Man and God’s Law

When we turn our attention to Paul’s reappraisal of Jewishness in Romans 2, he says that the Torah was given to the Jews as a way to be truly human i.e. the kind of human God approves. It was a way to fulfil the original human vocation that was given in Eden. Since it was about being the type of person God made you to be, it was not only Jews who should live by God’s law. The Torah was given to them for the sake of the world. Being truly Jewish meant being a member of God’s people but God wants all people to be a part of his family. In fact this was the promise he gave to Abraham. This theological through line from Genesis and the rest of the Pentateuch all the way to the New Testament shows that it was never God’s intent to get rid of the law. The major concern was rather how humans could keep God’s law.

Paul thought that people who were not ethnic Jews could fulfil God’s law without the Mosaic code. He saw this happening under the New Testament where what law is, how we understand it and what it means for humans to keep it is radically reworked around the Messiah Jesus, the truly human one. Instead of being discarded or treated suspiciously, it literally remains vital to the New Testament people of God. Law is life giving. Even though we are not under the Mosaic code the believer still has law and that law is Christ, the fully human one.

Law is essential to who we are because it is the way to be human, the reason being that it ultimately comes from God and through it we are instructed on how to be the people he made us to be. God’s law is life giving because living by it means we are depending on God’s vision of who we ought to be, bringing us into an everlasting relationship with the eternal one.

New circumstances require a new law and that is what happens in the New Testament. At each level in the categories of law, narrative, contract and code, there are significant differences in the testaments. Instead of the Exodus, ritual sacrifice and the Mosaic commandments, we have the Gospel, resurrection and the leading of the Holy Spirit. Since the New Testament is the pivotal fulfilment of the Law, it shows similarity and dissimilarity with the Old. This means it either abrogates, modifies or supersedes the Old. This is consistent with the theology of new creation which is not the rejection of the old but rather renewal. The New Testament is actually a renewed testament.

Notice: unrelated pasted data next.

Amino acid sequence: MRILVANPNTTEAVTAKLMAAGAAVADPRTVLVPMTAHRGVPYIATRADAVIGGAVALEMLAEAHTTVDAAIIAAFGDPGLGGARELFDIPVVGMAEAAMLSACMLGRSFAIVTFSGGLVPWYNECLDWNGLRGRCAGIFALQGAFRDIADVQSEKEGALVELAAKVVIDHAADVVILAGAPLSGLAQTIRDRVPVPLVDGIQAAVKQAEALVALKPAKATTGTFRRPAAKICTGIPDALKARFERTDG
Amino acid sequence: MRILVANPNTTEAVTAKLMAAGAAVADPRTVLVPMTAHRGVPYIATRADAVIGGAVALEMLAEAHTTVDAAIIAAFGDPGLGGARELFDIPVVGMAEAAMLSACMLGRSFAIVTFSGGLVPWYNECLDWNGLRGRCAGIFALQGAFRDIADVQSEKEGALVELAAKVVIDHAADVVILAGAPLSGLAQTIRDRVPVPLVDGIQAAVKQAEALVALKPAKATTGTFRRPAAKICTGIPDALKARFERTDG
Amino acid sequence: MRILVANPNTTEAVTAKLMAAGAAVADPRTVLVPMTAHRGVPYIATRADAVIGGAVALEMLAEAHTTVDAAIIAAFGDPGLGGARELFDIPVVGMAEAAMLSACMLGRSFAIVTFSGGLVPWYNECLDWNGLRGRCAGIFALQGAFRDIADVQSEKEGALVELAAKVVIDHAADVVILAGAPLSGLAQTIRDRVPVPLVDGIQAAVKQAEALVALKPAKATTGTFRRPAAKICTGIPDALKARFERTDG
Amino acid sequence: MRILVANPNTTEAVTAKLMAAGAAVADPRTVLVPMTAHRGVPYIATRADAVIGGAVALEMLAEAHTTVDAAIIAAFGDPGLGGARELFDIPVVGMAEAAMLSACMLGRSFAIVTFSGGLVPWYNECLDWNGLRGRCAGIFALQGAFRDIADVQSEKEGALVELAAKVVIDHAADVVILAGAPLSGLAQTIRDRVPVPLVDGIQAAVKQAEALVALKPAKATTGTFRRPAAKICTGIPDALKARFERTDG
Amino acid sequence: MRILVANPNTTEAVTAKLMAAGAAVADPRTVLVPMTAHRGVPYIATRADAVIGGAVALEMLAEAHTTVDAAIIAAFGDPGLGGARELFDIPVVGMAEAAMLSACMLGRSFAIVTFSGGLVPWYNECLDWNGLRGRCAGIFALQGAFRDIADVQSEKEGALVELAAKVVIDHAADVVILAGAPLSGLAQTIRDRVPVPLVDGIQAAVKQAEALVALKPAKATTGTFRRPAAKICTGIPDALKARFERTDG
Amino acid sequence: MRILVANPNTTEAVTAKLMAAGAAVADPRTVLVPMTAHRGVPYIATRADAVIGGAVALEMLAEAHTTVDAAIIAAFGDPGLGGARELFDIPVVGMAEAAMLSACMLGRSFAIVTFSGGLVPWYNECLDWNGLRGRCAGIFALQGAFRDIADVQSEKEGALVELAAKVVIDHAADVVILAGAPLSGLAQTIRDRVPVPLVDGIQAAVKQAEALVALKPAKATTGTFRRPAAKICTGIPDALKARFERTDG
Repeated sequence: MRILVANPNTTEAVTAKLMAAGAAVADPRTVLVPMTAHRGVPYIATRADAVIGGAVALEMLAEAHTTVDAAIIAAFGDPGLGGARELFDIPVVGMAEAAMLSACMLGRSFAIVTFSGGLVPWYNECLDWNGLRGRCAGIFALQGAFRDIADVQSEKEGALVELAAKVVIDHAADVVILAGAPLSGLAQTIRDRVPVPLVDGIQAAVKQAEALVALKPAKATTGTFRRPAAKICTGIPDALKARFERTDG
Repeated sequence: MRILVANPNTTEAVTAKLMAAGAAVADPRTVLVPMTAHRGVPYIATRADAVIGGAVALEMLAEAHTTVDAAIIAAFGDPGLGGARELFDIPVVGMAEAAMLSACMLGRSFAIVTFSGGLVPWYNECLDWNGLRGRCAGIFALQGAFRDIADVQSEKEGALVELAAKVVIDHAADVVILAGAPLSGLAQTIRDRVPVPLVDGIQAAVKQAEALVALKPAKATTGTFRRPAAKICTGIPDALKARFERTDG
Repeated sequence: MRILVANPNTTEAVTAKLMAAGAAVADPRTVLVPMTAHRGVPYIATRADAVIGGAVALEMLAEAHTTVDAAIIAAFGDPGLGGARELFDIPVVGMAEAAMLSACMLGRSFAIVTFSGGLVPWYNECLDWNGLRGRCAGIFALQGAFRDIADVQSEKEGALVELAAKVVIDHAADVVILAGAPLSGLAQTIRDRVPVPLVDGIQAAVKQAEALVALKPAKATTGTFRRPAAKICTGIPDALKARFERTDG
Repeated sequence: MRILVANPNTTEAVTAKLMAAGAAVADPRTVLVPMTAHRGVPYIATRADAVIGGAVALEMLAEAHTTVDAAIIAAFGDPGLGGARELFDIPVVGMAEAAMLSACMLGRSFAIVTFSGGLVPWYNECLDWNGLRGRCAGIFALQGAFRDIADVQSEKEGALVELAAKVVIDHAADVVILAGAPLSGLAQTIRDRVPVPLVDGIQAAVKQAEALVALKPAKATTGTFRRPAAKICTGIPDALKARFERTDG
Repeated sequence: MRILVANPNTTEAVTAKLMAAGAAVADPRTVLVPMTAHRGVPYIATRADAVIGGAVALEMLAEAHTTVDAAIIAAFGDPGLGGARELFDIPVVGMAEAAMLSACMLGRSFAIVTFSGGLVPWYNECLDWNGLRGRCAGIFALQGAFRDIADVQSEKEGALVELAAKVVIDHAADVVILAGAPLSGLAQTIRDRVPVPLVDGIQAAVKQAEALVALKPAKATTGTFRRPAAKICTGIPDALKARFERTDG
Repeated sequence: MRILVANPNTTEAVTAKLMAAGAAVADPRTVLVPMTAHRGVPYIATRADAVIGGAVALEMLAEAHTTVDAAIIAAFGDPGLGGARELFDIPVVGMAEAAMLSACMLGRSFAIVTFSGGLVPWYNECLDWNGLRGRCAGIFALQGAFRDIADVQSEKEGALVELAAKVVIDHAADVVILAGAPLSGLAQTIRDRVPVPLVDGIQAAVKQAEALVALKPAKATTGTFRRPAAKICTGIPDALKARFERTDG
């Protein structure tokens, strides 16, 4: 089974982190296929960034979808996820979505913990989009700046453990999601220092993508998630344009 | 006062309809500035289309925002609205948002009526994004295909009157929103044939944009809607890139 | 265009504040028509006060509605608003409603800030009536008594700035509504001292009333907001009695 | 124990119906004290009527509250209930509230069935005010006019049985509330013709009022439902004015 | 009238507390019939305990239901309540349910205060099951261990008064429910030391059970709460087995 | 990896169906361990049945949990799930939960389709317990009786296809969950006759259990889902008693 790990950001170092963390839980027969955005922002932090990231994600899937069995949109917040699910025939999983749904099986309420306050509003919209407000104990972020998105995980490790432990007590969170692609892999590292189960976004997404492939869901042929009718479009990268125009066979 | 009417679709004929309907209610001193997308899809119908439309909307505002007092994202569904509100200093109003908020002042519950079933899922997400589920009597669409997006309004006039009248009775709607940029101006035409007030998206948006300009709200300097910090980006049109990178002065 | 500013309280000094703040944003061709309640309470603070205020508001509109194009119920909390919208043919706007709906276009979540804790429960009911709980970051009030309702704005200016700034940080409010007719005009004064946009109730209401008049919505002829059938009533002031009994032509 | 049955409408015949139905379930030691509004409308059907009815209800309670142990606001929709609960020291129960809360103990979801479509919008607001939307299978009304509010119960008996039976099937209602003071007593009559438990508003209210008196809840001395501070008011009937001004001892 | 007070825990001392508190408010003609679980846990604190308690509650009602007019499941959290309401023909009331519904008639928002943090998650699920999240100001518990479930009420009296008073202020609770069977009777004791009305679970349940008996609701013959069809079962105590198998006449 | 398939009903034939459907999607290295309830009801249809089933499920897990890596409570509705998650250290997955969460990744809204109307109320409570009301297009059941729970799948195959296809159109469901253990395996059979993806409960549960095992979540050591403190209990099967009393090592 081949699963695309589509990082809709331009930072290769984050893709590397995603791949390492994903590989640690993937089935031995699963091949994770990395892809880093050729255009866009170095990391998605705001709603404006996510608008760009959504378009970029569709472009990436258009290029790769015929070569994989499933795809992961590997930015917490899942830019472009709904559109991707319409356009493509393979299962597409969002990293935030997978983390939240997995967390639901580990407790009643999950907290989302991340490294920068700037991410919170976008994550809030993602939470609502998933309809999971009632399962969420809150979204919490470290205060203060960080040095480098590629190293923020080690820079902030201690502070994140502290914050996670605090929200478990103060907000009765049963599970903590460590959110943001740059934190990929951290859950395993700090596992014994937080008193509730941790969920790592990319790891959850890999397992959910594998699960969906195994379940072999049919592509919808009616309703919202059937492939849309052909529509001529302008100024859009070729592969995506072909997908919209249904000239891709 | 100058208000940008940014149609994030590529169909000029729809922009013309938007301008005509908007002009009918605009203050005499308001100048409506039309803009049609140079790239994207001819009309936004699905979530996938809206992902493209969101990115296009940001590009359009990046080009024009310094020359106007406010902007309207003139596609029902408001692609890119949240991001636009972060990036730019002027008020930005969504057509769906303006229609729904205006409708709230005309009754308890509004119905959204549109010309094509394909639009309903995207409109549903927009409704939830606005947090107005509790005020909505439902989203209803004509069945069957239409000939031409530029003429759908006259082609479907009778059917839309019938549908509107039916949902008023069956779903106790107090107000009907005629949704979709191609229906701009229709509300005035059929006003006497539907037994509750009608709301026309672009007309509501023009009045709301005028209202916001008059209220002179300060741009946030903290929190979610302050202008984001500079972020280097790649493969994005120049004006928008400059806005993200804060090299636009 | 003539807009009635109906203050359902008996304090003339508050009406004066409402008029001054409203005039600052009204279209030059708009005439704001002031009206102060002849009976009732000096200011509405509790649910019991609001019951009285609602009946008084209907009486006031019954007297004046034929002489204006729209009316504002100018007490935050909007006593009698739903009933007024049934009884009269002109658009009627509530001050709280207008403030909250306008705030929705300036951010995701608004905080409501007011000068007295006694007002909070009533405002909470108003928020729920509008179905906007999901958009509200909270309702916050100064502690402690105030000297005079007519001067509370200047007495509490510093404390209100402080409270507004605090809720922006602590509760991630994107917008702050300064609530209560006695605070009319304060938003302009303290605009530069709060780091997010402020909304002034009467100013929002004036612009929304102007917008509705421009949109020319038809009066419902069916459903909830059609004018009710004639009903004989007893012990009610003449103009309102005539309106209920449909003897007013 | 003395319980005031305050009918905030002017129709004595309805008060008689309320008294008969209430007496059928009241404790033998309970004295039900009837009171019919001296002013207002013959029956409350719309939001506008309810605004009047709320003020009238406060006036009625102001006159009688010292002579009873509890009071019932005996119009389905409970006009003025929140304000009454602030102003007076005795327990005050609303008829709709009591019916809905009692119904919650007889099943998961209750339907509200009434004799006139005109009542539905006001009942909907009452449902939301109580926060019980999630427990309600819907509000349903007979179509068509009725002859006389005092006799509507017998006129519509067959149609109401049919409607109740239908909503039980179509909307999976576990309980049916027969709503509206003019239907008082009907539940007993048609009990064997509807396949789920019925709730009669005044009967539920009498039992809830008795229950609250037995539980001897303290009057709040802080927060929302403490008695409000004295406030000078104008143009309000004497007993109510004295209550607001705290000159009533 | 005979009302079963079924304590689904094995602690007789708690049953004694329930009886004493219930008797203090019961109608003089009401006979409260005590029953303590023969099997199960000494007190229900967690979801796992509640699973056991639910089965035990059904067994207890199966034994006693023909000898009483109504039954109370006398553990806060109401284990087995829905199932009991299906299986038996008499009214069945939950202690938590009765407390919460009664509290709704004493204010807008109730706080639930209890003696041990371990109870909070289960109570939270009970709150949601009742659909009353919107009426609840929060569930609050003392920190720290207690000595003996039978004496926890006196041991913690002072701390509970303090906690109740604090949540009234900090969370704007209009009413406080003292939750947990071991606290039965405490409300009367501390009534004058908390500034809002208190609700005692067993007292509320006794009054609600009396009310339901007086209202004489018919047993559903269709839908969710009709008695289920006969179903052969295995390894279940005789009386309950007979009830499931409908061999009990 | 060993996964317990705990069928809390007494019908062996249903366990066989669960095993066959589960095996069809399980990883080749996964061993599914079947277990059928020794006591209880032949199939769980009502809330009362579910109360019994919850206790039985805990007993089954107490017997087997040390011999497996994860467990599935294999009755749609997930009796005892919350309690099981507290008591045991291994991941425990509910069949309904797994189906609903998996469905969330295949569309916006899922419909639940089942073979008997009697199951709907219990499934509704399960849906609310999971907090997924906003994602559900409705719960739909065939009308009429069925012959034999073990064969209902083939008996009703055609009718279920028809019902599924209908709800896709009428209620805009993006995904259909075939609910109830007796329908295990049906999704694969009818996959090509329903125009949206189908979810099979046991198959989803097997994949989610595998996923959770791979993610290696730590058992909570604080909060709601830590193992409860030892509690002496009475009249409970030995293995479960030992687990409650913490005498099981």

Unlike the Old Testament, the law of God is not codified in the New Testament. Yet it does have a distinctively Trinitarian form in its focus, function and aims, which we can clearly reflect on, understand and authoritatively practice. We obey God by submitting to the Messiah and living by the Spirit. Its function is defined by story and praxis, that is, the good news of Jesus and his example, which is shared in the life of Christian community. Its aim is to bring personal, societal and environmental restoration and renewal. In other words the commands of God in the New Testament are redemptive bringing about new creation. This is what the New Testament ethic of love looks like. John the apostle sums up our discussion best,

For this is the love of God, that we keep his commandments. And his commandments are not burdensome. – 1 John 5:3 ESV

Law is something for us and not against us.

The above are some highlights from a series of posts I did on the significance of law in the Bible.


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